What is Radon?

Radon is a RADIOACTIVE, COLORLESS, ODORLESS and TASTELESS gas. Radon is a class "A" carcinogen, which means RADON CAUSES CANCER in Humans.

Health effects of Radon.

Radon is the LEADING CAUSE of LUNG CANCER in NON-SMOKERS and the 2nd LEADING CAUSE of LUNG CANCER in THE WORLD.

Radon KILLS THOUSANDS of people in the United States every year.
This is based on a recent combined North American epidemiological study.

If you smoke and your home has Radon you increase your risk for lung cancer 10 times.

Radon exposure may increase other health risks like leukemia, skin cancers, liver cancers, stomach cancers , as well as central nervous system disorders and cancers.

What the President's Cancer Panel says about Radon.

The 2010 President's Cancer Panel Report states that: The impact of indoor Radon exposure on U.S. Citizens will escalate as the population life expectancy increases.

The President’s panel is calling for all homes to be periodically tested for radon and that home buyers should test any home they are considering to purchase.

Additional information on Radon.
www.aarst.org
www.radongas.org
www.lowradon.org
www.epa.gov/iaq/radon
www.lungusa.org
www.cancer.gov
Does your home or work-place have Radon?

A simple test can be conducted to tell you what the radon level is in your home or workplace. Contact a State of Wisconsin Environmental Health Specialist at 1-888-Low Radon (1-888-569-7236) for inexpensive test kits. You may also call or email Radon Abatement at 414-546-3691 or radabt1@wi.rr.com.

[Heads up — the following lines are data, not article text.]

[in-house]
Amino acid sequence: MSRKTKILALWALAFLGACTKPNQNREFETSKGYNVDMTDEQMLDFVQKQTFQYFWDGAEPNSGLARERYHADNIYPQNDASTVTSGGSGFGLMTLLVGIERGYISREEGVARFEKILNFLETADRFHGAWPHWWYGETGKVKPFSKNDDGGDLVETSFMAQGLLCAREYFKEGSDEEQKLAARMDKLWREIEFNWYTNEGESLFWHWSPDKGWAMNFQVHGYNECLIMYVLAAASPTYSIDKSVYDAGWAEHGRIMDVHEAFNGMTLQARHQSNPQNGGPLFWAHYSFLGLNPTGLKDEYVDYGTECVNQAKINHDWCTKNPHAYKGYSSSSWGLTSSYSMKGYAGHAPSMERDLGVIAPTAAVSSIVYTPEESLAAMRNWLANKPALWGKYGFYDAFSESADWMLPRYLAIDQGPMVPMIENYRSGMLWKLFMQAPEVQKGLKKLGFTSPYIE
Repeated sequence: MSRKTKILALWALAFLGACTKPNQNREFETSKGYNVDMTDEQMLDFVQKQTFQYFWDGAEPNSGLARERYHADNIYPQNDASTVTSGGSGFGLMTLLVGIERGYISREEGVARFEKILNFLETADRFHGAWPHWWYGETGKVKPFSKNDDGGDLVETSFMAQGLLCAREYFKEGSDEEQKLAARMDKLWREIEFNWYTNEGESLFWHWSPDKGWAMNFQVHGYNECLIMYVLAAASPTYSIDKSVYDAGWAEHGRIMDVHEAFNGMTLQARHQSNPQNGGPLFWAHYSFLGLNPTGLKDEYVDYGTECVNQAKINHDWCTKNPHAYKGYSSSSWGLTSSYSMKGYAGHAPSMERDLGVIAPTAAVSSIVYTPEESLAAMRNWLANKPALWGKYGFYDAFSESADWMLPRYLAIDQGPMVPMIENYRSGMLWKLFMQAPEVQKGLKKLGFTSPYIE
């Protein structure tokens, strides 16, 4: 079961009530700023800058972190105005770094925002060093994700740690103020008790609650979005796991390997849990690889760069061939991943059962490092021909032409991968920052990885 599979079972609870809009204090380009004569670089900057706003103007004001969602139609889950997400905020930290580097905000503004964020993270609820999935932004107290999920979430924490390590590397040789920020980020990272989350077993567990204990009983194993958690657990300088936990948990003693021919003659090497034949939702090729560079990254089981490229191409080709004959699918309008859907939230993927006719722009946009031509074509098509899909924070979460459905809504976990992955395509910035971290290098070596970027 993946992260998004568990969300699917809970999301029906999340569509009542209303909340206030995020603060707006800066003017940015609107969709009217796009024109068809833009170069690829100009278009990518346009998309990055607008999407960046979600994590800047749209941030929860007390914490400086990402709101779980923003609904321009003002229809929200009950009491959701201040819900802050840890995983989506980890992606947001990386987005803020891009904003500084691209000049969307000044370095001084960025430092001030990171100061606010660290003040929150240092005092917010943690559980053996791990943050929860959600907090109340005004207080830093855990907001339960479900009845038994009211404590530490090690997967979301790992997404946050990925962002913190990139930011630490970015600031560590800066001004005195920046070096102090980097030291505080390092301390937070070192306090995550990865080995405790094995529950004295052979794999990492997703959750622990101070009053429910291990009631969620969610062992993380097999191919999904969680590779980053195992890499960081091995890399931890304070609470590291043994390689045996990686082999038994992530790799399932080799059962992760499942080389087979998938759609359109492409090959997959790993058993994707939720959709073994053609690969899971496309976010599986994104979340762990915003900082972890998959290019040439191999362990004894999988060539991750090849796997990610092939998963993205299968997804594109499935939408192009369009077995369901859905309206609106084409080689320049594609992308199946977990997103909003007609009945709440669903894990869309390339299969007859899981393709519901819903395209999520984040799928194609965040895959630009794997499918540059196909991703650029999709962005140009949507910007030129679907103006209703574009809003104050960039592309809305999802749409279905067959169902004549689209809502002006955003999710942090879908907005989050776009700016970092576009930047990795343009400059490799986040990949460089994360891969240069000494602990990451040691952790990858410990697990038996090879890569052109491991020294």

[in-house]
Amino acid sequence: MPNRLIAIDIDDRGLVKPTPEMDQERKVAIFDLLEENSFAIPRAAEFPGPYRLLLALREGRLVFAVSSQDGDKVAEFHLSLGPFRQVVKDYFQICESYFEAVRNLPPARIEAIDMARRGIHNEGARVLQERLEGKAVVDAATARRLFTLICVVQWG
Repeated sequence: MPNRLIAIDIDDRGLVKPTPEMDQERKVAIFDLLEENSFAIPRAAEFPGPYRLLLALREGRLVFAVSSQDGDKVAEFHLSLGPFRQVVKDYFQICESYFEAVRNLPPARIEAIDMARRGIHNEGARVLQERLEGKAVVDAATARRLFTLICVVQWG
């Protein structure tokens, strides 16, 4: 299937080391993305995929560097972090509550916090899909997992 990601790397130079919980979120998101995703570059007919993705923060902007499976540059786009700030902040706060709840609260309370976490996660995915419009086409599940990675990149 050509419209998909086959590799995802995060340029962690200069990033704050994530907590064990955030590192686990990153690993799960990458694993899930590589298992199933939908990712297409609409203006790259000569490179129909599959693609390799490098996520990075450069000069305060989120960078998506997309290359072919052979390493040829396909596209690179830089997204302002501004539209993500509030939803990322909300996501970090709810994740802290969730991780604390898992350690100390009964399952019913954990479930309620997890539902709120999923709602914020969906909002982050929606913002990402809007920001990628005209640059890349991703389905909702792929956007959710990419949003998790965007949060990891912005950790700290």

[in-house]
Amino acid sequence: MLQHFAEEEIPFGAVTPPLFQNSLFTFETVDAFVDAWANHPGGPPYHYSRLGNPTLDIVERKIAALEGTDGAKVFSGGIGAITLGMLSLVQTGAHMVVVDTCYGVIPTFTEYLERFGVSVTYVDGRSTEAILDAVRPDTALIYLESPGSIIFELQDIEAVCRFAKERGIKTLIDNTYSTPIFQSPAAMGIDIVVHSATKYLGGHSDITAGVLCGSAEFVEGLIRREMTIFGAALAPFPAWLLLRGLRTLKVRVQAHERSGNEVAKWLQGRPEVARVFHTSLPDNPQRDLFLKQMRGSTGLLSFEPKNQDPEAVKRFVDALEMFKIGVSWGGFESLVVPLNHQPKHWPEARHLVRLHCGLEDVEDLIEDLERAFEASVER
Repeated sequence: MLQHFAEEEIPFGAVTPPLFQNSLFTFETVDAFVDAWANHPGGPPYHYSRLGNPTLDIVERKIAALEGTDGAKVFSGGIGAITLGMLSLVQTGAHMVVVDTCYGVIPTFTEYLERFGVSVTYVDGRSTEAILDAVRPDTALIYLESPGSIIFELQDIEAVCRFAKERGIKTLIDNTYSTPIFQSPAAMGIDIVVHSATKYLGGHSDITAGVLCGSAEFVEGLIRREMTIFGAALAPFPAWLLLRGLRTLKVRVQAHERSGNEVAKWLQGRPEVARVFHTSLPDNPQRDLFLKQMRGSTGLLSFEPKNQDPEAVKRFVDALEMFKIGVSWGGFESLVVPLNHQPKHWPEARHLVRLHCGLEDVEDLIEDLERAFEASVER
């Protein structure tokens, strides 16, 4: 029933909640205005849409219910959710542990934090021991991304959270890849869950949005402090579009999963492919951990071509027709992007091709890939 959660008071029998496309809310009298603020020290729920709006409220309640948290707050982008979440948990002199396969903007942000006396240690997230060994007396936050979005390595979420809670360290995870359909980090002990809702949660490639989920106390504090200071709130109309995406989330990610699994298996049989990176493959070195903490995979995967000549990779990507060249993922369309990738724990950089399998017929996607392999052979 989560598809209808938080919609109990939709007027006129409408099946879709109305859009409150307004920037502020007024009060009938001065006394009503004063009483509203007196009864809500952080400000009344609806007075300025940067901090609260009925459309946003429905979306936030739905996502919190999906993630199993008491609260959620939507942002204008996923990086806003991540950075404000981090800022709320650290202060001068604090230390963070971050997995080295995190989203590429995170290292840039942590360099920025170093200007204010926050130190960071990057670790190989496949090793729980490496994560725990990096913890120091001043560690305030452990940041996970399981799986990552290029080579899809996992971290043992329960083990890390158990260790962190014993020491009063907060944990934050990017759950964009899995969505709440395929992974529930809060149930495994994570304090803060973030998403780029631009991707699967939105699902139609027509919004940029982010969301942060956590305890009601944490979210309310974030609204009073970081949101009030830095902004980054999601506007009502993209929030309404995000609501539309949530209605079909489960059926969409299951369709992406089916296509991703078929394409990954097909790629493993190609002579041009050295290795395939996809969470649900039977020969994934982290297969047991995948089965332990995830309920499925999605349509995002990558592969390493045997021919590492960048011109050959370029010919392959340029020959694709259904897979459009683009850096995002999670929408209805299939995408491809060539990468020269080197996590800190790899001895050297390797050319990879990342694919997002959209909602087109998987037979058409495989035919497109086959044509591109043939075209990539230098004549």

Radon Abatement | 12221 West Rockne Ave. Hales Corners, WI 53130
Phone: 414-546-3691 | Email: radabt1@wi.rr.com

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Radon levels and measurement.

Radon is Measured in Pico-curies per liter (pCi/L). Curie is the designated unit of radon. It is named after radiation scientist Marie Curie.

When the intensity of the radon gas reaches a level where something must be done for the health and well being of the occupants of a building, that level is the ACTION LEVEL.

The action level set by the USEPA is 4 pCi/L. The USEPA also strongly recommends that you mitigate for radon gas at levels between 2 and 4 pCi/L.